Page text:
Alexis Ramos enrolled at Borough of Manhattan Community College in 2016, earned her associate degree in theater three years later and graduated with a bachelor’s from City College this spring. Throughout Alexis’ years as a CUNY student, her son, Hunter, went to school, too — at the child care centers on both campuses. “Every day, I brought him to campus with me,” she says. “He’s been like another student at CUNY.”
Hunter was 1½ years old when his mom started community college; looking back, she says she sometimes doubted she’d ever make it to graduation. But at CUNY she found campuses that embrace students who are parents. Now, she’s a special kind of CUNY success story: She’s one of thousands of student-parents who have balanced the demands of classes, child-rearing and other obligations, persevering to graduation with the help of CUNY’s nationally recognized campus child care centers and other support the University provides.
This summer, that support includes over $3.1 million from the Chancellor’s Emergency Relief Fund that is paying the summer session tuition and fees of about 3,700 student-parents. The fund, which was established in the spring of 2020 to help CUNY students and their families weather the financial hardships caused by the pandemic, has disbursed almost $10 million to support over 17,500 students in need.
Culture of Support
The support this summer for student parents taking classes is a recognition of the financial pressures they face and the extraordinary effort that it takes for them to balance college with the responsibilities of raising their children, especially during the summer.
We know that when we help student parents stay on track, their children are also the beneficiaries. This is something I’ve learned through my longtime involvement with the Aspen Institute’s Postsecondary Success for Parents Initiative. With that in mind, we use Aspen’s carefully crafted two-generation (“2-gen”) approach, working with parents and their children together to promote a pattern of multigenerational success.
For decades, it has been a point of pride that we welcome and support our significant population of “nontraditional” students, adults typically in their late 20s and 30s who are either starting or returning to college after being in the workforce or the armed services. Many of them — more than 10 percent of our undergraduates — are students who are raising children.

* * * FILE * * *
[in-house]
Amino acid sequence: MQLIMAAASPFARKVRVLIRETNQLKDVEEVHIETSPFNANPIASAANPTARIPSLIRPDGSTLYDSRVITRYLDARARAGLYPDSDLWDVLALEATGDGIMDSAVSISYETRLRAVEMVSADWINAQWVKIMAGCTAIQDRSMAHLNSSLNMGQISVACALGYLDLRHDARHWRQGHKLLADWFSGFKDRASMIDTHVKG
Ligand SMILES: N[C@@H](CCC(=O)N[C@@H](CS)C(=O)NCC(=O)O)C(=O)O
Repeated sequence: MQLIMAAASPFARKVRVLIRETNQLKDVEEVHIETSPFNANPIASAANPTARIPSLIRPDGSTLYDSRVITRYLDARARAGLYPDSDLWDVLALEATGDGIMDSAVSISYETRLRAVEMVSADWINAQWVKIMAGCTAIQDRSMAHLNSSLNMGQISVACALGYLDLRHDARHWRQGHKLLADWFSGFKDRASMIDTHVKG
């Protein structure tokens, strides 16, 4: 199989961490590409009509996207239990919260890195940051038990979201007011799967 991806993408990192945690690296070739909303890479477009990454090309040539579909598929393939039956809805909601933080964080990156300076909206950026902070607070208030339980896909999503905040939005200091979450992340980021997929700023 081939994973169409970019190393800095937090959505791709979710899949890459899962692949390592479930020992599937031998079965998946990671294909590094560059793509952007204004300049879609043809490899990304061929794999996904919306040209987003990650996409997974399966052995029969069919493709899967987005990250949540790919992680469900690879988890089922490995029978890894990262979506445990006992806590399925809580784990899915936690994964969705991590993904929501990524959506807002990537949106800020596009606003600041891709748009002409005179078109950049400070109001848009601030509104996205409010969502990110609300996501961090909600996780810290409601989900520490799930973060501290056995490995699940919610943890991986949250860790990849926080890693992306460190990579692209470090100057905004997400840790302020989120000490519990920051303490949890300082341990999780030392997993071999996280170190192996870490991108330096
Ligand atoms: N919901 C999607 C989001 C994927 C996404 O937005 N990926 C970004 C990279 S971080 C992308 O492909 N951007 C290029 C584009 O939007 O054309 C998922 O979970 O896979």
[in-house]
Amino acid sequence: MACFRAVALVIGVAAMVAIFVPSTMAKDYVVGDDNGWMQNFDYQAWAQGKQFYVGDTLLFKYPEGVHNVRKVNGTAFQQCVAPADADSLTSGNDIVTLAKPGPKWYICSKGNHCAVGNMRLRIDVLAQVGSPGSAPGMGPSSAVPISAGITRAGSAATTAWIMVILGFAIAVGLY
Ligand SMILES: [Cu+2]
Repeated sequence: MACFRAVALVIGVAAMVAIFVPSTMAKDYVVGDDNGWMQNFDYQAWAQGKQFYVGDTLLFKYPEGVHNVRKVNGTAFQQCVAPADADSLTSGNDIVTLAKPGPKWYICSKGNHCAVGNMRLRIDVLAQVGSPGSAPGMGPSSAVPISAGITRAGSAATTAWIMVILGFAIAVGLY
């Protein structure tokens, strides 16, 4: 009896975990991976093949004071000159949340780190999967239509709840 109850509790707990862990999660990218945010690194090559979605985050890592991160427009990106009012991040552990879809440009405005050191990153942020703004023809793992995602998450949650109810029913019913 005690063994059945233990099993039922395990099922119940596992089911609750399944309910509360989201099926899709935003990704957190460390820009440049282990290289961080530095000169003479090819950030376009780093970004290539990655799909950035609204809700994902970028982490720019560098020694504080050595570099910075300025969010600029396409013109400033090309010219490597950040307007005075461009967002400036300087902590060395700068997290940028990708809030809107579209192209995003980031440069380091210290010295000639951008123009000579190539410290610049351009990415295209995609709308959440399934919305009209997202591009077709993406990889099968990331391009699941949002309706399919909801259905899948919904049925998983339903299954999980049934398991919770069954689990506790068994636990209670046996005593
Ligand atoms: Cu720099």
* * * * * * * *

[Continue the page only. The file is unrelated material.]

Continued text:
That’s a lot of students who are juggling school with far greater demands. It’s why CUNY has long been at the forefront in providing high-quality, affordable child care to student-parents, many of whom could not stay in school without it. Today, we have centers on 17 campuses, all staffed by teachers certified in early-childhood education; together, they serve 1,600 children. Importantly, the centers stay open during the summer, providing additional support to parents during a time of the year that can be especially challenging.
And more centers are coming. Thanks to the leadership of Gov. Hochul, the 2023 New York State budget includes $4.8 million to expand child-care services to CUNY senior and community college campuses that don’t have them, on top of the more than $3.1 million the state contributes to sustain the operation of our existing centers.
We are expanding our support of student parents in other ways. This month, in conjunction with the city’s Department of Education and with financial backing from Robin Hood, we launched a pilot project to guide high school student-parents who are in the DOE’s LYFE program as they apply to and attend CUNY schools. We also offer the CUNY Fatherhood Academy, a program at three CUNY colleges, funded by the New York City Young Men’s Initiative, that helps Black and Latino fathers prepare for and enroll in college. Last fall, we created a Student-Parent Task Force that is considering a wide range of strategies to support the success of CUNY’s student-parents.
All of this is aligned with the culture of support for students that defines CUNY. It’s extremely gratifying to know what a difference this commitment makes in so many lives.
“I’m not sure I would have been able to finish without attending a school that supported me as a parent,” says Rosdaly Ramirez, who completed a master’s in social work at Lehman College this spring. Ramirez, who balanced grad school with parenting and a full-time job as a high school counselor, heard about Lehman’s Imagine Preschool from a friend, and she enrolled her son the day he turned 2. She says it changed both their lives.
“Even when the pandemic hit, the school kept supporting my son through online school and even in person,” Ramirez says on a moving video she posted to Instagram. “After three years, my son finally graduated — just like his mama!”